Trust in news

The average Irish news consumer is more trusting (slightly) of the news they receive here than their average EU counterpart (71% of Irish people surveyed say they trust the news they consume, versus an EU average of 62%).

However, a minority of those surveyed said they had trust in news which they found through social media channels such as Twitter, Facebook and so on (only 19% felt they could trust sources they discovered on these platforms). Saying this, over half of those surveyed access news through social media, at 53%. This is second only to those who say TV news is their main source (56%). Radio comes in at 45%, online sites at 44% and newspapers as a main source have fallen from 40% last year to 35% this year.

Director of FuJo, Dr Jane Suiter, notes that “recent studies have found that those who are older, centrist and tend towards the consumption of traditional media tend to trust both their own media and media in general more than others”, which fits with the Irish market even if this is changing as the trend towards digital sources continues to grow.

Dr Suiter also points out:

But other factors also matter; in particular concerns about disinformation, perhaps particularly in referendum and election campaigns where perceived political bias is a concern.

There is a good deal of talk around the concept of ‘fake news’ and this research shows that there is a wide definition employed by Irish news consumers around what constitutes ‘fake news’ for them. This can range from “unintentional mis-information such as poor journalism (a concern for 56% of consumers) and the deliberate manipulation of content through fabricated stories (a concern for 61%), distorted facts (a concern for 59%) and advertorials (a concern for 46%),” according to DCU’s Dr Eileen Culloty.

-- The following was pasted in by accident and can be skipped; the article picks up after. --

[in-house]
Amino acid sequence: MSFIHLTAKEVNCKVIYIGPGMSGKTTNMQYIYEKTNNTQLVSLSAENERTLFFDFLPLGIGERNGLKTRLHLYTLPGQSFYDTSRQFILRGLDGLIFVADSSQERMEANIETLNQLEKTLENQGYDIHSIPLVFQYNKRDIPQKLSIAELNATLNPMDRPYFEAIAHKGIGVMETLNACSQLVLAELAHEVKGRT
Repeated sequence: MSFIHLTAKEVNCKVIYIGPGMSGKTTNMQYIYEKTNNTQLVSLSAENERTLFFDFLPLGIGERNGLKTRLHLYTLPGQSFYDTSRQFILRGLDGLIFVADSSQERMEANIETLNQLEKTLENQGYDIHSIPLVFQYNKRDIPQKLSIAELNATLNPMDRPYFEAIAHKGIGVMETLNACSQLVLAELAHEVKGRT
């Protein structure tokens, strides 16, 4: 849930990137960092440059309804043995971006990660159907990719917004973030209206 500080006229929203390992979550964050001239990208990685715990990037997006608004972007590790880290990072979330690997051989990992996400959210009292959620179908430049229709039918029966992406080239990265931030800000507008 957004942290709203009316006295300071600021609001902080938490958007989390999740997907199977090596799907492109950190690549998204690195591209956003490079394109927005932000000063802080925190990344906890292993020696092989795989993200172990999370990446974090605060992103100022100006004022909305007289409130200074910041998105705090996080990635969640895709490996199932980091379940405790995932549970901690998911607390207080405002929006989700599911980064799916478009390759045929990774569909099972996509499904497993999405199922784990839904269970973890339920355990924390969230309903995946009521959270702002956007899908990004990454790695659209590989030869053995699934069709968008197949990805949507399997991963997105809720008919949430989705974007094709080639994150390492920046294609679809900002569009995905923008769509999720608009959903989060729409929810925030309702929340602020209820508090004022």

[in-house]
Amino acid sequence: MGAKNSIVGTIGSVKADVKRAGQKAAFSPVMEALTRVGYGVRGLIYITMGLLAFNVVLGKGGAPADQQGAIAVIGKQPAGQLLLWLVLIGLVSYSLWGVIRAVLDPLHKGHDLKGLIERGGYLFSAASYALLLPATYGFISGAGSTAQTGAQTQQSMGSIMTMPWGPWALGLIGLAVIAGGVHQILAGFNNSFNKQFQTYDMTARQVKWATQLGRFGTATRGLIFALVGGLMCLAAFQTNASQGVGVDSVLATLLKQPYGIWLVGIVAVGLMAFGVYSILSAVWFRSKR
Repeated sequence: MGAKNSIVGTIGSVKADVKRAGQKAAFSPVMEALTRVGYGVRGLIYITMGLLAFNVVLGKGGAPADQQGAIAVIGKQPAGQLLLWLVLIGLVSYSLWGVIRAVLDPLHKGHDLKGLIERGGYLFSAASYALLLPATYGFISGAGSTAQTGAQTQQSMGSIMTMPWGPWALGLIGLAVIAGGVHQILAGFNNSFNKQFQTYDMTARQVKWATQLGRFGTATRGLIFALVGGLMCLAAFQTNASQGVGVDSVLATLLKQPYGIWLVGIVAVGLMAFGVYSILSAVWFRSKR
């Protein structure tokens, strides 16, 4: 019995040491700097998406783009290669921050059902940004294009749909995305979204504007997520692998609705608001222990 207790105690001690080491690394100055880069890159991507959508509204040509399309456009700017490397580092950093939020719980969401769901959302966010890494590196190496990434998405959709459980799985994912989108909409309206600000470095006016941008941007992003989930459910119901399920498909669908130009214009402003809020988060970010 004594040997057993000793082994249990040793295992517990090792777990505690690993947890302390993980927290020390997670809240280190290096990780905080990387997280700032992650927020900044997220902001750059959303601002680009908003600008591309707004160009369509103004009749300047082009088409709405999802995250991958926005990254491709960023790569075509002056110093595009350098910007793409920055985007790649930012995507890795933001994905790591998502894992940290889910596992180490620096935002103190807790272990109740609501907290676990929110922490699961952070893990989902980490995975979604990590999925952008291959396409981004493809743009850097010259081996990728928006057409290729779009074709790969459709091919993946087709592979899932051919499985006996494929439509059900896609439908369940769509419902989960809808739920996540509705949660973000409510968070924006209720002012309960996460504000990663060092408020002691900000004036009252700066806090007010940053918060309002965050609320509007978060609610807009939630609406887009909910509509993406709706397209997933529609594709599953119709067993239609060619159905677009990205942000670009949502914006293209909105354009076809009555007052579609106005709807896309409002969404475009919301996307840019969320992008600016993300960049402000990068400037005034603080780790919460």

She adds:

“Fake news” means different things to different people and so the public perception of the problem is amorphous.

“In Ireland, only 28% understand the role of algorthims” in controlling how news bubbles up on a personal social media feed, according to the survey. The researchers suggest that there is a greater need for digital literacy among the population and that there should be continued support for initiatives across Europe to help news consumers better understand who is feeding them information and how they can decipher the reliability of this information.

Who’s willing to pay for news?

There was more positive news for online news in this category with more Irish news consumers paying for online subscriptions in 2018 when compared to 2017 (from 10% to 12% – in 2015, that figure was just 7%).

When looking at those who will consider paying for news online this year, fewer people say they are “very unlikely” to do so – 66% agreed with that statement last year while 48% agreed with it this year.

Over one-fifth of Irish news consumers would consider making a donation towards a news project here this year (22.4%). That is above the UK (17.6%) and the EU average of 19.7%).

pay Source: Reuters Institute Digital News Report 2018